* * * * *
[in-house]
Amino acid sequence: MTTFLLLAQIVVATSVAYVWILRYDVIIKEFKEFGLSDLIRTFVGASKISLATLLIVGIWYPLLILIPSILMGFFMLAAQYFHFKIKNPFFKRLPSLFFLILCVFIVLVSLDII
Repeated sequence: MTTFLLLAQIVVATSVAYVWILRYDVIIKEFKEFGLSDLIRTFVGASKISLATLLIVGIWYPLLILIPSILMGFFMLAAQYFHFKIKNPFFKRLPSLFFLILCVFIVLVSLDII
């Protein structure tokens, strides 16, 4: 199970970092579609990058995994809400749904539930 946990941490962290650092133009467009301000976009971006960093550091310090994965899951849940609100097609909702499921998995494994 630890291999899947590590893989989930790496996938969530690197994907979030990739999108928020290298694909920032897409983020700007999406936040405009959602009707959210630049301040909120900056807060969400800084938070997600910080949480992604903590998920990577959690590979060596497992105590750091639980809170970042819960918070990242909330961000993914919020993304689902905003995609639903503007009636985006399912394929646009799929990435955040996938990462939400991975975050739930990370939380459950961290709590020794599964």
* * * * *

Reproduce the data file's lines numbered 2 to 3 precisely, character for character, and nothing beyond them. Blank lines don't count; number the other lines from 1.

Amino acid sequence: MTTFLLLAQIVVATSVAYVWILRYDVIIKEFKEFGLSDLIRTFVGASKISLATLLIVGIWYPLLILIPSILMGFFMLAAQYFHFKIKNPFFKRLPSLFFLILCVFIVLVSLDII
Repeated sequence: MTTFLLLAQIVVATSVAYVWILRYDVIIKEFKEFGLSDLIRTFVGASKISLATLLIVGIWYPLLILIPSILMGFFMLAAQYFHFKIKNPFFKRLPSLFFLILCVFIVLVSLDII